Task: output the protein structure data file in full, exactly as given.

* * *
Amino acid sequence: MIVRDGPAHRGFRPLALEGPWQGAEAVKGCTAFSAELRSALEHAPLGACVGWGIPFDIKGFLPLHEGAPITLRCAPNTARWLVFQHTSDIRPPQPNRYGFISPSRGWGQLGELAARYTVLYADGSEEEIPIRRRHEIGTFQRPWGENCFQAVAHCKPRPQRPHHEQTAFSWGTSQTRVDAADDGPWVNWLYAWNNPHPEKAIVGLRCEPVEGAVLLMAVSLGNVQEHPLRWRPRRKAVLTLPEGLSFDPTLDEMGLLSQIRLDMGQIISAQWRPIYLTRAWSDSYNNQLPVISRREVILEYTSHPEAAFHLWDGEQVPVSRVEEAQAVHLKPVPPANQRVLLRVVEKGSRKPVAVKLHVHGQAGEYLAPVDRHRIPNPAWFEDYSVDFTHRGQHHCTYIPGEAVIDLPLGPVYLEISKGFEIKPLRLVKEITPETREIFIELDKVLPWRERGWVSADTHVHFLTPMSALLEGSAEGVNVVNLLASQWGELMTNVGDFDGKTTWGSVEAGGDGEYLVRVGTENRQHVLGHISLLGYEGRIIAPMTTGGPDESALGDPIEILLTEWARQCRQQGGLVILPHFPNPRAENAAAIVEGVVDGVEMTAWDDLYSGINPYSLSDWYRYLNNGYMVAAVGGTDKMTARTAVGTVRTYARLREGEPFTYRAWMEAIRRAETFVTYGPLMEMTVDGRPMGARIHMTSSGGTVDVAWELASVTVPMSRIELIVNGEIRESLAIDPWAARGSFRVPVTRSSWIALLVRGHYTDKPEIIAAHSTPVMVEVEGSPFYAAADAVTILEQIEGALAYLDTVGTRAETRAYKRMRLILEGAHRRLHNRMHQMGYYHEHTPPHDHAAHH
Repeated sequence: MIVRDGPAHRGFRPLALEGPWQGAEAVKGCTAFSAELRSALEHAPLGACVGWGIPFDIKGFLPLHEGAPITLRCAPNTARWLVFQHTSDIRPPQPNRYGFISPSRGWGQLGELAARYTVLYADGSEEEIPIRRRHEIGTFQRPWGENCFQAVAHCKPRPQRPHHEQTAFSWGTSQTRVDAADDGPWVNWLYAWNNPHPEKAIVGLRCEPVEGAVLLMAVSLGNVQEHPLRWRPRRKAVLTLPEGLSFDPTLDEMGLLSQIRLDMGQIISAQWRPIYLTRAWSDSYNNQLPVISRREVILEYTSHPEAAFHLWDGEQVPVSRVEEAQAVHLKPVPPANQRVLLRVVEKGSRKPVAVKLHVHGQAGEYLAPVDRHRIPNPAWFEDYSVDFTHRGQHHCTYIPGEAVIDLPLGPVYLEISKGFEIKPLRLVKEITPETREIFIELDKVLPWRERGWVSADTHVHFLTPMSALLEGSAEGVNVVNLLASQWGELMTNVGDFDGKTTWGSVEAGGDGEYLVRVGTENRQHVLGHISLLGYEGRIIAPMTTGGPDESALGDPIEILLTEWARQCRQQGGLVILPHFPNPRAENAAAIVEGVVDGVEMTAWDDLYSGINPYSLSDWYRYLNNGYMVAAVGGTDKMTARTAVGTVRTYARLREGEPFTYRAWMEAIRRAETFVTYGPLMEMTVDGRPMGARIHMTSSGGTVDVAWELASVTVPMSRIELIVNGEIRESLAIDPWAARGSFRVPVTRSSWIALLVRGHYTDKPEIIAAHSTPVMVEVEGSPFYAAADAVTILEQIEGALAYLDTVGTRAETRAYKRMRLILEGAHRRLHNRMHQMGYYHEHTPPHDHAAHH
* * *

Amino acid sequence: MIVRDGPAHRGFRPLALEGPWQGAEAVKGCTAFSAELRSALEHAPLGACVGWGIPFDIKGFLPLHEGAPITLRCAPNTARWLVFQHTSDIRPPQPNRYGFISPSRGWGQLGELAARYTVLYADGSEEEIPIRRRHEIGTFQRPWGENCFQAVAHCKPRPQRPHHEQTAFSWGTSQTRVDAADDGPWVNWLYAWNNPHPEKAIVGLRCEPVEGAVLLMAVSLGNVQEHPLRWRPRRKAVLTLPEGLSFDPTLDEMGLLSQIRLDMGQIISAQWRPIYLTRAWSDSYNNQLPVISRREVILEYTSHPEAAFHLWDGEQVPVSRVEEAQAVHLKPVPPANQRVLLRVVEKGSRKPVAVKLHVHGQAGEYLAPVDRHRIPNPAWFEDYSVDFTHRGQHHCTYIPGEAVIDLPLGPVYLEISKGFEIKPLRLVKEITPETREIFIELDKVLPWRERGWVSADTHVHFLTPMSALLEGSAEGVNVVNLLASQWGELMTNVGDFDGKTTWGSVEAGGDGEYLVRVGTENRQHVLGHISLLGYEGRIIAPMTTGGPDESALGDPIEILLTEWARQCRQQGGLVILPHFPNPRAENAAAIVEGVVDGVEMTAWDDLYSGINPYSLSDWYRYLNNGYMVAAVGGTDKMTARTAVGTVRTYARLREGEPFTYRAWMEAIRRAETFVTYGPLMEMTVDGRPMGARIHMTSSGGTVDVAWELASVTVPMSRIELIVNGEIRESLAIDPWAARGSFRVPVTRSSWIALLVRGHYTDKPEIIAAHSTPVMVEVEGSPFYAAADAVTILEQIEGALAYLDTVGTRAETRAYKRMRLILEGAHRRLHNRMHQMGYYHEHTPPHDHAAHH
Repeated sequence: MIVRDGPAHRGFRPLALEGPWQGAEAVKGCTAFSAELRSALEHAPLGACVGWGIPFDIKGFLPLHEGAPITLRCAPNTARWLVFQHTSDIRPPQPNRYGFISPSRGWGQLGELAARYTVLYADGSEEEIPIRRRHEIGTFQRPWGENCFQAVAHCKPRPQRPHHEQTAFSWGTSQTRVDAADDGPWVNWLYAWNNPHPEKAIVGLRCEPVEGAVLLMAVSLGNVQEHPLRWRPRRKAVLTLPEGLSFDPTLDEMGLLSQIRLDMGQIISAQWRPIYLTRAWSDSYNNQLPVISRREVILEYTSHPEAAFHLWDGEQVPVSRVEEAQAVHLKPVPPANQRVLLRVVEKGSRKPVAVKLHVHGQAGEYLAPVDRHRIPNPAWFEDYSVDFTHRGQHHCTYIPGEAVIDLPLGPVYLEISKGFEIKPLRLVKEITPETREIFIELDKVLPWRERGWVSADTHVHFLTPMSALLEGSAEGVNVVNLLASQWGELMTNVGDFDGKTTWGSVEAGGDGEYLVRVGTENRQHVLGHISLLGYEGRIIAPMTTGGPDESALGDPIEILLTEWARQCRQQGGLVILPHFPNPRAENAAAIVEGVVDGVEMTAWDDLYSGINPYSLSDWYRYLNNGYMVAAVGGTDKMTARTAVGTVRTYARLREGEPFTYRAWMEAIRRAETFVTYGPLMEMTVDGRPMGARIHMTSSGGTVDVAWELASVTVPMSRIELIVNGEIRESLAIDPWAARGSFRVPVTRSSWIALLVRGHYTDKPEIIAAHSTPVMVEVEGSPFYAAADAVTILEQIEGALAYLDTVGTRAETRAYKRMRLILEGAHRRLHNRMHQMGYYHEHTPPHDHAAHH